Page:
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POLOCROSSE is a uniquely
Australian sport, often described as
a mix of polo, lacrosse, and netball.
The Naracoorte Polocrosse Club,
established in 1952, has a significant
national presence in the game, hav-
ing produced four national players.
Past president, current player, and
'unofficial coach' Andrew Cameron,
Hynam, said it was "the only
Australian sport which is played
"Up to 20-odd other countries play
it, including South Africa, the Unites
States, Canada and New Zealand,
and every two years there is a world
cup," he said.
In the national squad were Mr
Cameron's father Craig, Ross Clark
and his sons Phillip and Stephen.
"It's a big achievement, especially
for such a minnow state such as SA,"
Mr Cameron said.
Explaining the nuances of the
game, Mr Cameron said horses had
to be similar to Australian Rules
"Like aussie rules, horses have to
have a range of skills," he said.
"They need to be able to gallop,
stop, turn, take a bump or give a
bump, and be fit enough to last the
A polocrosse match is divided into
chukkas which differ depending on
the tournament or game. For exam-
ple, there can be four four-minute
chukkas, or eight six-minute
There are six players to a team, this
team is then split with players play-
ing alternate chukkas, so the first
three players generally play the first
chukka, then the second three play-
ers play the second chukka, and so
"It's not like polo where you play
every chukka but swap horses con-
tinuously," Mr Cameron said.
"In this game you ride one horse
the whole time.
"It's still high intensity, the horses
are highly trained and very skilled."
Mr Cameron said the sport was
fun, affordable and riders of all ages
could take part.
"Polocrosse is the king of the one-
horse sports," he said.
"In this day and age people want
value for money and polocrosse
delivers -- all you need is a horse, and
the means to transport it."
During the main season from
January to May tournaments are run
every fortnight, in South Australia
"Generally our club tends to send
all teams away to the one tourna-
ment," Mr Cameron said.
To ensure horses are fit for the sea-
son's start, Mr Cameron begins work-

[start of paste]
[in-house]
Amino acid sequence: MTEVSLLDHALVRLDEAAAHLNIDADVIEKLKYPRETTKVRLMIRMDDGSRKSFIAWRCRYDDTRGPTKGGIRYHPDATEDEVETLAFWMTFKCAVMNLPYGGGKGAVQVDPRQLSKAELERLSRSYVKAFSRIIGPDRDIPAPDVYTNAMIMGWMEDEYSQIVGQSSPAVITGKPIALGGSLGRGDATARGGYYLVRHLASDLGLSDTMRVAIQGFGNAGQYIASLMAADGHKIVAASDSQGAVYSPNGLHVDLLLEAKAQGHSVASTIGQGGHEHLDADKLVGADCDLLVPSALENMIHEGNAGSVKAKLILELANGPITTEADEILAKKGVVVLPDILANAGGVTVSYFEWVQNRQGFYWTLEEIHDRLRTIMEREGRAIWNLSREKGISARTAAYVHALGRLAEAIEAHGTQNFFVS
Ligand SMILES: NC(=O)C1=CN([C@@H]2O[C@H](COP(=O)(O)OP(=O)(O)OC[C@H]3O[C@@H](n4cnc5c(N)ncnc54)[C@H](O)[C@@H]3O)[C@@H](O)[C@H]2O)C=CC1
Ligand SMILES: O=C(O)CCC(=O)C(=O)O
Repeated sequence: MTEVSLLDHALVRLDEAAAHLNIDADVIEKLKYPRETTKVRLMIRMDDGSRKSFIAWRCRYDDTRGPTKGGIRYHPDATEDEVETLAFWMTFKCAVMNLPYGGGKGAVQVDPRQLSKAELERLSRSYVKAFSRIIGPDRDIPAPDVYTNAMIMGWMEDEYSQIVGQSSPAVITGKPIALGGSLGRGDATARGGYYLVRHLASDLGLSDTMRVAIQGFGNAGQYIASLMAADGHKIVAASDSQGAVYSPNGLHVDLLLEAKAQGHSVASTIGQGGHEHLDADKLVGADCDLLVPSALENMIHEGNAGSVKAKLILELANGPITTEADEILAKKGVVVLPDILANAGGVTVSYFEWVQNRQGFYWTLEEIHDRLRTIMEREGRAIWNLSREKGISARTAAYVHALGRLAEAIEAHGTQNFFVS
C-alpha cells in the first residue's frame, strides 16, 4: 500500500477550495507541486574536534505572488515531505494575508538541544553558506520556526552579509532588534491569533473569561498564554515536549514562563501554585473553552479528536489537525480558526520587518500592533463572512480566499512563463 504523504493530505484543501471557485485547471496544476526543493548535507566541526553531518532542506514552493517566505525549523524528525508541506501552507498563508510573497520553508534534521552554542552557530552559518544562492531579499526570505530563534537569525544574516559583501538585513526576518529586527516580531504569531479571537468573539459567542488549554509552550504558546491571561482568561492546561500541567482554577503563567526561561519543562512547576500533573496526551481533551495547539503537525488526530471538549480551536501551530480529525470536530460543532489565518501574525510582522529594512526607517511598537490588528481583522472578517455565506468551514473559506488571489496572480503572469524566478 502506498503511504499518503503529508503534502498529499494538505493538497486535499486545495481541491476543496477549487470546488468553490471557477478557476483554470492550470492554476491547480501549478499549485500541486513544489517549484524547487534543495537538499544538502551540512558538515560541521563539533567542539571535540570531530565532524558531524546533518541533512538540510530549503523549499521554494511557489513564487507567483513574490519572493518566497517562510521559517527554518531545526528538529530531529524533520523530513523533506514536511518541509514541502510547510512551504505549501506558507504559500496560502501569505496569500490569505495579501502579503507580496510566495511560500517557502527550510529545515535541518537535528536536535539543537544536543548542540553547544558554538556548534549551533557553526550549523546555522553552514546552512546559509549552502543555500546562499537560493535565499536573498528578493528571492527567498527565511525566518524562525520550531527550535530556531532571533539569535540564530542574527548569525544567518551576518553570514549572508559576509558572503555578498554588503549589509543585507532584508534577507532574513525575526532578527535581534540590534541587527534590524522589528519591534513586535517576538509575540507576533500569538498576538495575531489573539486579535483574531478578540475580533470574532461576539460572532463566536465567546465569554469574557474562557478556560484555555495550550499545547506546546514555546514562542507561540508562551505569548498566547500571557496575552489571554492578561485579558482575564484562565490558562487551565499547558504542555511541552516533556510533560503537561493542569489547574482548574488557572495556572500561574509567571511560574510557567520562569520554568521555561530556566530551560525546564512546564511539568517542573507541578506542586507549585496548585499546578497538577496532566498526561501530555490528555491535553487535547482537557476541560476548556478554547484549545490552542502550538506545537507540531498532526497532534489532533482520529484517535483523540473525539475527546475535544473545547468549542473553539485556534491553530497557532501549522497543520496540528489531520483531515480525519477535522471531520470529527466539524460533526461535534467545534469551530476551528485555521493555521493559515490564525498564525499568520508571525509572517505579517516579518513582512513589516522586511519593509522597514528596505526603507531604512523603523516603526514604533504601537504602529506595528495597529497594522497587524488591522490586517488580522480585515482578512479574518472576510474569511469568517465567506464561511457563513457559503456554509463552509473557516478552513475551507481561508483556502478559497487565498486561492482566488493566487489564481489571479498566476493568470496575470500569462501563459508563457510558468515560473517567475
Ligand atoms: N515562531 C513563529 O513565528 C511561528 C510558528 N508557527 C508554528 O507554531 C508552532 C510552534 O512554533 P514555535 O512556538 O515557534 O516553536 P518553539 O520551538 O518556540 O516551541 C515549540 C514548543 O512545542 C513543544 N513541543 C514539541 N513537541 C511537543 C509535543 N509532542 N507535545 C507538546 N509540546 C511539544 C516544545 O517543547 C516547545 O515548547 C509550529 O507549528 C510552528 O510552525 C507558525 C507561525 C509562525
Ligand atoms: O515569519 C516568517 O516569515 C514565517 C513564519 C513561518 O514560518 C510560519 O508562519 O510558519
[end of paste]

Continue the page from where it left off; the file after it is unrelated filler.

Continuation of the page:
ing them in November. They are put
through their paces five to six days a
week, and fed quantities to match
their fitness levels.
"By the end of it, they are more aer-
obically fit than a racehorse," he said.
"It's like comparing a sprinter to an
aussie rules player, you need them to
have that all-round fitness and stami-
Mr Cameron said while good
polocrosse horses came in all shapes
and sizes, depending on the grade
required, at the higher end of the
sport he preferred to ride an
Australian Stock Horse or
Thoroughbred, or a mix of the two,
because of their athleticism and train-
"Ideally I prefer an Australian Stock
Horse with a preponderance of
Thoroughbred blood," he said.
One of his horses, a young five-
year-old ASH gelding from Scone-
Hunter Valley bloodlines, Cameron's
Reignite, was voted best horse at the
Royal Adelaide Show polocrosse
competition in 2012.
"A lot of time, money and effort
goes into getting a horse match-
ready," Mr Cameron said.
"Horses are worked constantly,
bandaged and bell booted, tails plait-
ed, rugged and fed.
"Quite often you will see A-grade
horses being led about by young chil-
dren, they are essentially very quiet
horses to be around because of all the
work that goes into them."
Mr Cameron said animal welfare
was a big consideration in the sport.
"People are loath to see their hors-
es being badly used or knocked
about," he said.
"Polocrosse has shifted with the
times so training regimes and animal
welfare considerations are para-
"Umpiring is a lot stricter and any
untoward contact is penalised.
"Every club also has a welfare offi-
He encouraged anyone considering
polocrosse to give it a go.
"It's an affordable horse sport that
anyone with ball skills, team work
and horse skills, can do," he said.
"A tournament is a wonderful
weekend away with your family,
camping out from Friday night to
Sunday afternoon, that people from
all walks of life enjoy heading along
to and competing."
Mr Cameron said he was not a nat-
ural athlete but had, instead, spent a
lot of time to 'upskill'.
"In my prime I was classed as a
(grade) nine (player), you have to
almost captain Australia to be classed
as a 10. Nowadays I often play as an
eight," he said.
"If I preach anything it's the per-
centage plays. Polocrosse is a very
simple game: They have the ball, we
have the ball and the ball is in dispute
so it comes down to what you do
when they have the ball, you have the
ball ,and when the ball is in dispute.
"Go by the KISS (keep it simple
stupid) principle and keep percent-
ages on your side and hopefully at
the end of the day you'll have done
Naracoorte Polocrosse Club past president, current player and 'unofficial
coach' Andrew Cameron, Hynam, says anyone with ball skills, team work and
a way with horses can easily take part in this one-horse sport.
Four players in national teams
Affordable family sport
Main season from January to May
IN the first of our series on horse sports, we profile one described as a combina-
tion of netball, polo, and lacrosse -- polocrosse. smartfarmer's MIRANDA KENNY
spoke to a rider from South Australia's oldest polocrosse club at Naracoorte.
Polocrosse on the ball
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